Raleigh’s legacy as a cultural hub
by Carrie Knowles
1979. We had been told parking would be a problem so we walked from our house on Dixie Trail to the campus. We had recently moved from Chicago, but had already lived through one basketball season and knew parking was a problem not only on campus but all around NCSU when there was a “big” game … in fact, ANY basketball game at Reynolds Coliseum. But, that was basketball, and this was a concert with the opera great, Beverly Sills. I couldn’t imagine she’d have the same kind of draw as a State vs. Carolina game.
It was our first experience with Friends of the College and we had no idea what we were about to become a part of.
And, being a part of something big, exotic, exciting and just plain, out of this world in Raleigh, North Carolina is exactly what Friends of the College was from 1959 until it closed in 1995. It was the most out of the ordinary, extraordinary thing you could possibly imagine happening at an ag school basketball coliseum.
As soon as we turned down Cates Avenue from Dan Allen Drive, we could see the buses lined up to let their passengers off at the front gates. The concert-goers came from as far away as Virginia, Winston Salem, Pinehurst and Greenville, and they wore their Sunday best. You could see the men in suits and the women in high heels and hats making their way to the coliseum. There were thousands of them, twelve thousand, to be exact, that night.
Friends of the College began in 1959 as the brainchild of Gerald Erdahl, then the director of the Student Union. Erdahl proposed a jointly sponsored program between the City of Raleigh and NC State, a true Town and Gown venture, to enrich both communities culturally.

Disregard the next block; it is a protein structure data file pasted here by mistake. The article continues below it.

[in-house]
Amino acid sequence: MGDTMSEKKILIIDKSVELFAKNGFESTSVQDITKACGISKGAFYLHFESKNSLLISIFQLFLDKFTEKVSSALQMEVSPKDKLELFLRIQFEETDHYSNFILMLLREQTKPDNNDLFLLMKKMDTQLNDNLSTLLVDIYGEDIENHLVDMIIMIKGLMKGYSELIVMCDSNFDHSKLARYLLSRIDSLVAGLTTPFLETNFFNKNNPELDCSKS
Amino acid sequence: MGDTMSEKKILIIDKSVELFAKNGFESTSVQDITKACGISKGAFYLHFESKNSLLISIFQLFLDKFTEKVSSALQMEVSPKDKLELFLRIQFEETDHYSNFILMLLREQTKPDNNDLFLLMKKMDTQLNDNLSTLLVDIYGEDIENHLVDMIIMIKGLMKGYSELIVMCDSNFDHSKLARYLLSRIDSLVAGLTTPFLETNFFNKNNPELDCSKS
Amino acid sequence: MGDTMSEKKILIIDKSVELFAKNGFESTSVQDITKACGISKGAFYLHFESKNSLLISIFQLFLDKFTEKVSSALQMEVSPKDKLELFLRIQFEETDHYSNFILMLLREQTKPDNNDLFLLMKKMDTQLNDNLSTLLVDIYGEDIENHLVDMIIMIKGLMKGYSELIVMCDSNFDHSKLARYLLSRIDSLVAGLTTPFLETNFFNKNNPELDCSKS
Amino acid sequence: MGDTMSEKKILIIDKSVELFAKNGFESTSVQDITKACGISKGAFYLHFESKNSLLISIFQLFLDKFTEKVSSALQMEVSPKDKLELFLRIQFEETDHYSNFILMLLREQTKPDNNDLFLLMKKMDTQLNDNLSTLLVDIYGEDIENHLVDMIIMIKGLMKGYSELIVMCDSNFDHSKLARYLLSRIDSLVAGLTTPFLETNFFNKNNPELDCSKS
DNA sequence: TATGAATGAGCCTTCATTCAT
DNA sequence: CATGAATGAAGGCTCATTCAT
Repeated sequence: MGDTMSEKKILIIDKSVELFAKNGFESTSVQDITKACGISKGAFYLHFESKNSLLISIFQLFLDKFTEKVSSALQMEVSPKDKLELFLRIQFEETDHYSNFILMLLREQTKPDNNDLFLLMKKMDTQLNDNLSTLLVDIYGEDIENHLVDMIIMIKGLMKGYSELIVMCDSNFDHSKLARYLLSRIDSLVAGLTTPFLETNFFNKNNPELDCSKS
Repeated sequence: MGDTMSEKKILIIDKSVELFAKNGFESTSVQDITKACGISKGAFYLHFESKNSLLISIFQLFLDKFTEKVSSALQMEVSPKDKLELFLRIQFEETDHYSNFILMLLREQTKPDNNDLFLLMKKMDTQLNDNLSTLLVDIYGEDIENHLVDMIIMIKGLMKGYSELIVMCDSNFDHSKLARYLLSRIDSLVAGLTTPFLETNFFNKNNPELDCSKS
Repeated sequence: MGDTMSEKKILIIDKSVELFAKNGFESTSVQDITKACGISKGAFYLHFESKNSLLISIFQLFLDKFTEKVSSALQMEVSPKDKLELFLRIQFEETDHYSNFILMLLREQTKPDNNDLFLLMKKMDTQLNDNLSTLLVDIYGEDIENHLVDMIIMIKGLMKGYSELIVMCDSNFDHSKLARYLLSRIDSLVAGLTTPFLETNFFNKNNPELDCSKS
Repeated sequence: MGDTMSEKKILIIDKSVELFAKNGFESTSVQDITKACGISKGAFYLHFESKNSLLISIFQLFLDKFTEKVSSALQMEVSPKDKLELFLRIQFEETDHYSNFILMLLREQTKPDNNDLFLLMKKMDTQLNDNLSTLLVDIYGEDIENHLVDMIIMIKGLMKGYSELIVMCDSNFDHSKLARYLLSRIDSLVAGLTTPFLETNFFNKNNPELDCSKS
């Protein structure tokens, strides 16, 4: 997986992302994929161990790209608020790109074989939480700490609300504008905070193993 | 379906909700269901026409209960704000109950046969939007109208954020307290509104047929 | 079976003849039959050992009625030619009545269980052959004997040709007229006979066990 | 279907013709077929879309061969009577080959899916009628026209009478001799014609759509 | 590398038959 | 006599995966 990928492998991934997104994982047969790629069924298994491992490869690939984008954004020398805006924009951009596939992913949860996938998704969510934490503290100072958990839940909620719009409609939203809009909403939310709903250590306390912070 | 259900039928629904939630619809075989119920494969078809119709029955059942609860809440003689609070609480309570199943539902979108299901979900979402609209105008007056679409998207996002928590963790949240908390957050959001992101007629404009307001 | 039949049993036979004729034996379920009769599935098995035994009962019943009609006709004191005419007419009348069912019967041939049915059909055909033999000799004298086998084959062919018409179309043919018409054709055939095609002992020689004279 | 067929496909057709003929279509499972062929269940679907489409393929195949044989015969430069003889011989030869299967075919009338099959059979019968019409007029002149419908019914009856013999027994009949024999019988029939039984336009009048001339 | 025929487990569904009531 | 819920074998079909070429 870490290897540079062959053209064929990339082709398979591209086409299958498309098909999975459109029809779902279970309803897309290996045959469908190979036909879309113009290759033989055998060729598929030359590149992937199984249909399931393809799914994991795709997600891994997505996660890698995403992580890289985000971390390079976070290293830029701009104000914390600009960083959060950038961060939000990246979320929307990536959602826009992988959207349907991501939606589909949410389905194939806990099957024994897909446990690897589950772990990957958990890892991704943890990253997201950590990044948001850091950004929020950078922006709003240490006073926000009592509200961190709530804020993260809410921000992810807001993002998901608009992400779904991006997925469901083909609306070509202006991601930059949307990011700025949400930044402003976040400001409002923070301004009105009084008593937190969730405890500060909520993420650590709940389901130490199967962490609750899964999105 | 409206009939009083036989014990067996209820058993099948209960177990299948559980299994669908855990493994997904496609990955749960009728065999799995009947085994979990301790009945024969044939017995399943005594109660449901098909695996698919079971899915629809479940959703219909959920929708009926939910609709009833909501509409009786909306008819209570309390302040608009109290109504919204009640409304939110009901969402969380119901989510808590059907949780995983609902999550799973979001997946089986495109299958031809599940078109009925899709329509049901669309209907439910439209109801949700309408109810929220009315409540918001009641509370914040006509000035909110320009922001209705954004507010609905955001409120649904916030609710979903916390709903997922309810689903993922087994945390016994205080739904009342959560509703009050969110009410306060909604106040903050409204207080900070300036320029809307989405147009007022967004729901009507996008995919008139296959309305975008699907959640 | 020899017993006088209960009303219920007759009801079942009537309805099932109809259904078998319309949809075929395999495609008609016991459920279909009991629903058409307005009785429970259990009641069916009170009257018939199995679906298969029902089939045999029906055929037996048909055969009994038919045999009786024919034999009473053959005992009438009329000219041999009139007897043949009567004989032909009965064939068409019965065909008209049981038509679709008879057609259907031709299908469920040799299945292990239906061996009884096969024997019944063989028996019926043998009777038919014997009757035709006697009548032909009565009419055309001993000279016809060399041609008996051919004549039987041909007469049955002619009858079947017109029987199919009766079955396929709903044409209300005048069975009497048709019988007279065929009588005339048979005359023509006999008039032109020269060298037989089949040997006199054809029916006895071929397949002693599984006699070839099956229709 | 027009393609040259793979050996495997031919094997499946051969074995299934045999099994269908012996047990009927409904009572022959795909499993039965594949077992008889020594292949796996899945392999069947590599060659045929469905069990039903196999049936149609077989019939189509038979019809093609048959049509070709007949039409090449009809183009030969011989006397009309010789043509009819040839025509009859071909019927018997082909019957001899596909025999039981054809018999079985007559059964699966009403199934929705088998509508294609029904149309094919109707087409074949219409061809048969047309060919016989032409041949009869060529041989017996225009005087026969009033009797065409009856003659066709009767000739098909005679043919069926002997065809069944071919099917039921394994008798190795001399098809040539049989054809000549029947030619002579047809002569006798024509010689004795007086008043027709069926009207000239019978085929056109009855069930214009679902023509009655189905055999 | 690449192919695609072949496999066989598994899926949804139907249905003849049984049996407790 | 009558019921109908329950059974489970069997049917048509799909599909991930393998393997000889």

As Henry Bowers, the long time director who took over the next year after Erdahl’s unexpected passing and who ran FOTC until his retirement in 1987, said: “Jerry Erdahl didn’t care much about music, but he was fascinated with organizing. Like a three-legged stool, our structure had three parts. We knew we had to: 1) have stars of the highest quality, 2)have a large audience, and 3) do it primarily with volunteers in order to keep the cost down.”
As designed by Erdahl, Friends of the College was organized through area “captains” who volunteered their time to make telephone calls and sell tickets. The captains were usually prominent members of their communities. They organized area sales teams to contact their own friends and family, 700 volunteers altogether. It was an incentive system where if you sold 20 tickets, you got one ticket free.
“We’d have these report dinners twice a year in the university ballroom,” Bowers explained, “We’d have a roll call where the various captains would stand up and report their sales. It was very competitive. We’d offer rewards,records from a local record store, for the top sellers.”
In addition to this volunteer word of mouth advertising and selling, theNews and Observer and WRAL (both television and radio) were media. sponsors and partners. “There was this one ad that WRAL created that I still remember,” Bowers said, “where two farmers on tractors, one going one way, the other going the other way are plowing this big field. When they meet up, they stop in the middle of the row to talk. This one farmer yells across to the other, ‘You going to the ballet tonight?’ It was just great.” To give you some perspective on just what Friends of the College was in its prime: during the 1964-65 season these 700 volunteers sold 15,000 memberships. The memberships cost $7 total for the seven concerts presented that season: the London Symphony Orchestra with George Solti, conductor; Japan Philharmonic with Akeo Wantanabe, conductor and violinist Isaac Stern as soloist; the New York City Ballet; Metropolitan Opera stars Roberta Peters, Jan Peerce, Robert Merrill and Richard Tucker; pianist Arthur Rubenstein; the Berlin Philharmonic Orchestra with Eugene Jochum, conductor; and, the Brazilian Chorus: Coro Do Brasil conducted by Isaac Karabtchevsky.